Welcome! We created this “who is who” interview series to help our community connect better and learn about SilkFusion, its partners and its experts.
|Job title||Research Director|
|Organization||INSERM and Gustave Roussy Cancer Campus|
SilkFusion covers the critical need of functional platelets, independent from donations, for transfusions as well as for clinical and physiological studies.
The aim of Silkfusion is not only to develop the platelet production at large scale for transfusion purpose, but also to propose a personalized medicine for patients suffering of severe inherited thrombocytopenia. The only treatment of patients with severe inherited thrombocytopenias today is the use of thrombopoetin (TPO) analogues romiplostim and eltrombopag independently of the genetic defect. These TPO-receptor agonists enhance the production of platelet precursors, megakaryocytes, but do not correct the intrinsic defect in platelet generation at the origin of these thrombocytopenia explaining that not all patients respond to these drugs. Therefore, one of the Silkfusion aims is to propose personalized treatment. In this way, the first objective is to decipher the physiopathological mechanisms of those inherited thrombocytopenia for which no efficient specific treatment exists in order to identify druggable targets.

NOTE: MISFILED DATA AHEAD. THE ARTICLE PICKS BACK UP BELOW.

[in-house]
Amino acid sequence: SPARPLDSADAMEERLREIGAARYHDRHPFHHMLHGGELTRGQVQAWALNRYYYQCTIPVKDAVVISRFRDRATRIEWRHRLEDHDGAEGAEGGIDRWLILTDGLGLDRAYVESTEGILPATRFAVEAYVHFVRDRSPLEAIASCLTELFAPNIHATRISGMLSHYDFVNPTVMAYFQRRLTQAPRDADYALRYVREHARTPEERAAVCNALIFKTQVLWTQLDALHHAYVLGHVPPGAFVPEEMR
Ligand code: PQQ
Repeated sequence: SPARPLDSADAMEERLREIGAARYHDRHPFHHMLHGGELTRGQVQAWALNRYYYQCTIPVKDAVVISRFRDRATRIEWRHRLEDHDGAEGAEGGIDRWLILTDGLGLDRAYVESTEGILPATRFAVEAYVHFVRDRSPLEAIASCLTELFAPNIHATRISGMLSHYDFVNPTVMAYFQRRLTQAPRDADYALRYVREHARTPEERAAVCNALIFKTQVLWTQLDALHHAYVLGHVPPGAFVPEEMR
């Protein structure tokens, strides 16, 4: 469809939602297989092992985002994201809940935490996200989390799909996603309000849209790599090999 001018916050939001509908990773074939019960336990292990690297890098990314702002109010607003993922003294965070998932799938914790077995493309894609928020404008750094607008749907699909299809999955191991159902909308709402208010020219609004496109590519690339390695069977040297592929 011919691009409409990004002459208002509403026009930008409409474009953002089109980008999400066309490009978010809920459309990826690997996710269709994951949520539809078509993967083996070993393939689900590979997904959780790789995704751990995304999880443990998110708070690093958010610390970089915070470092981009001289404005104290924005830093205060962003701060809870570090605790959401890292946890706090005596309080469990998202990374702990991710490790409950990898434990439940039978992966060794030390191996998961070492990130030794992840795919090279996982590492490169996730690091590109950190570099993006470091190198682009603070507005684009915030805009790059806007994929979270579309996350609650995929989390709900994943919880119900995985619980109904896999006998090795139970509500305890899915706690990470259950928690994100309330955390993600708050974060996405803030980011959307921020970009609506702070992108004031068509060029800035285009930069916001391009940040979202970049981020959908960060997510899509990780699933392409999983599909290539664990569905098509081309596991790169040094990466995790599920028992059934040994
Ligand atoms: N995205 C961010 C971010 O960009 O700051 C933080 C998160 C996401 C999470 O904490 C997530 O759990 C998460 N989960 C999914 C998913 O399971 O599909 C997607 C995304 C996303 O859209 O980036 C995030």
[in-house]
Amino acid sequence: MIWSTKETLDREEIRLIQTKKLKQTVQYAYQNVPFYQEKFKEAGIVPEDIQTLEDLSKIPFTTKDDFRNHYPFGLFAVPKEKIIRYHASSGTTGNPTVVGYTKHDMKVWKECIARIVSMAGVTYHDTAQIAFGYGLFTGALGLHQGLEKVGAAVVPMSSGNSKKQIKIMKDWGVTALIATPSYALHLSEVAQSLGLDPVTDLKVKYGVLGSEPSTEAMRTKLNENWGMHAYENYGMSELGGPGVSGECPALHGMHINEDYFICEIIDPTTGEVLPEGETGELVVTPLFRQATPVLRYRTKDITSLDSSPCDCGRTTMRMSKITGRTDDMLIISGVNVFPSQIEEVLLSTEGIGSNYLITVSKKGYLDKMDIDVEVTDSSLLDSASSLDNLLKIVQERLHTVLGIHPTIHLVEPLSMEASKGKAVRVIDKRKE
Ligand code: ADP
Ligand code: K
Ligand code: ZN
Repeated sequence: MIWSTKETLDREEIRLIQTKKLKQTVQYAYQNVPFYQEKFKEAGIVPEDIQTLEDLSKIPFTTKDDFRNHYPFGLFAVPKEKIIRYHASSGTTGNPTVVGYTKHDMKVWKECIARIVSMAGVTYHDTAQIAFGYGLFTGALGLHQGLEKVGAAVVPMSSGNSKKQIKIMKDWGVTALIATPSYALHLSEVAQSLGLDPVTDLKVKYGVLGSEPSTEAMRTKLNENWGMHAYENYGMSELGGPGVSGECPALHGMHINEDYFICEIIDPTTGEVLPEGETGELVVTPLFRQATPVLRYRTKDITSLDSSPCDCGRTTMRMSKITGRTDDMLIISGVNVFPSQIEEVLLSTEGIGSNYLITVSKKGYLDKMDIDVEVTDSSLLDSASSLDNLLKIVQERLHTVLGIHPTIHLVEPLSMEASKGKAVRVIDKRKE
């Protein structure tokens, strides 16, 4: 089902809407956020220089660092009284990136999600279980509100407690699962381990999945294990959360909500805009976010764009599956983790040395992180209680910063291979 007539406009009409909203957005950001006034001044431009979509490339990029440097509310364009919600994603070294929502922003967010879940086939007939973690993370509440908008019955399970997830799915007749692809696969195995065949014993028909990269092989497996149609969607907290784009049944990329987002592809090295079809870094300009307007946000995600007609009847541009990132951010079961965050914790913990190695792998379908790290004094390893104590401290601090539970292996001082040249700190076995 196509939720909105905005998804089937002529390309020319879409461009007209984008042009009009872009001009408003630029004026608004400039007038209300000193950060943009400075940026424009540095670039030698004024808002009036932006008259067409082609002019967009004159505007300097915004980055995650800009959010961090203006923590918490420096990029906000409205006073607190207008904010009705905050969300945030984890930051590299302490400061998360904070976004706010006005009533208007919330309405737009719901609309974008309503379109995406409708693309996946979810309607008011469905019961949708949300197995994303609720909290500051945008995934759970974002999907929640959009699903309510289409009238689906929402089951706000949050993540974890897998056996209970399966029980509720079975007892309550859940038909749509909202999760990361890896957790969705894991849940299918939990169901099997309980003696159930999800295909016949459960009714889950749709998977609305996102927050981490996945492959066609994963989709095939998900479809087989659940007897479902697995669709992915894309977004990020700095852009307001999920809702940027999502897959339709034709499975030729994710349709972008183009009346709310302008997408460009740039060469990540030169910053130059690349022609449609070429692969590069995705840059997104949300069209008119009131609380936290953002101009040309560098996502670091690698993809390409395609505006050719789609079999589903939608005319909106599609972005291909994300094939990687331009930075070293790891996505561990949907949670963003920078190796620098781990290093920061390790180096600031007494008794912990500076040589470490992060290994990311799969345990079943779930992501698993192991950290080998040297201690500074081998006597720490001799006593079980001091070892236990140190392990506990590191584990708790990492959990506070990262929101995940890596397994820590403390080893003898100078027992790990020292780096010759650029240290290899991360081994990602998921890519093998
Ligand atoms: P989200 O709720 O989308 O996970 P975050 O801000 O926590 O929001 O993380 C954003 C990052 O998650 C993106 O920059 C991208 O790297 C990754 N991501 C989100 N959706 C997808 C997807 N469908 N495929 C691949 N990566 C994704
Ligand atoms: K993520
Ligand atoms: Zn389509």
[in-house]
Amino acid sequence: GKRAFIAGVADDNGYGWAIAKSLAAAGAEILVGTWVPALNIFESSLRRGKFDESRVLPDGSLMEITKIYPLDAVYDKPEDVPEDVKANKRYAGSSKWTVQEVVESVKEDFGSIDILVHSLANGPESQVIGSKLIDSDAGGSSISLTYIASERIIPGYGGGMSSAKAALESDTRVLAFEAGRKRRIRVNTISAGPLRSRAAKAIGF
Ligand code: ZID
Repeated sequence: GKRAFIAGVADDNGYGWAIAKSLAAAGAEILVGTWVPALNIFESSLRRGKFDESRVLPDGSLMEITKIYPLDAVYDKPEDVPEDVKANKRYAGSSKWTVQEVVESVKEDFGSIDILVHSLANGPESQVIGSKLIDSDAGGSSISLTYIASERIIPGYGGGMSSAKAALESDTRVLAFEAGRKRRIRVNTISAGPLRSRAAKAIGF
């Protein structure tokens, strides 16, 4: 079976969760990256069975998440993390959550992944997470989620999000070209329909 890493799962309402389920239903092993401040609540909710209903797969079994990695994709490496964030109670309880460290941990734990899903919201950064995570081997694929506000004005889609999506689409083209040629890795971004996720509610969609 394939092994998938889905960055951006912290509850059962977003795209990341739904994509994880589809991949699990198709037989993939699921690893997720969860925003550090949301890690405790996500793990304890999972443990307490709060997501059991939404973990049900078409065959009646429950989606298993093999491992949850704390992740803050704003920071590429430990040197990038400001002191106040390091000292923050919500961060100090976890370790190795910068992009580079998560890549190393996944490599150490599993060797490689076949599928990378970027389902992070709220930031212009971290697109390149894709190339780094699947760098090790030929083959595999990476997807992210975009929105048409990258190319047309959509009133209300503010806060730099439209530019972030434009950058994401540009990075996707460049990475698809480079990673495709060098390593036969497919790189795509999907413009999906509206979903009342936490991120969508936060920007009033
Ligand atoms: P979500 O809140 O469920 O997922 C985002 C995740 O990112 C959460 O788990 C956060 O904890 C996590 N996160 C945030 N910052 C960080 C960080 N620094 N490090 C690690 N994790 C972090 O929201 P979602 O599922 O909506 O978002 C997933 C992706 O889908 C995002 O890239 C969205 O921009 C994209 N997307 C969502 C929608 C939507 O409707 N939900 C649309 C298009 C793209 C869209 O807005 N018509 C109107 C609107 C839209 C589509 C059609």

For this purpose, Silkfusion has developed a bank of patient-derived iPSC to model these diseases in order to understand the mechanisms of the thrombocytopenia. Could you tell us about this point?
Yes. It will be possible to perform drug screening as the 3D silk-based scaffold allows the in vitro production and precise quantification of functional platelets. Our goal is to miniaturize this scaffold to facilitate drug screening to rescue platelet production in the different types of inherited thrombocytopenia.
What is your role in SilkFusion project?
The role of my team in Silkfusion is to generate the iPSC lines from patients with inherited thrombocytopenia carrying different genetical alterations and study the physiopathological mechanisms leading to these diseases with the aim to identify new druggable targets. Once derived, these iPSC lines are phenotypically and genetically characterized and bio-banked by ISENET.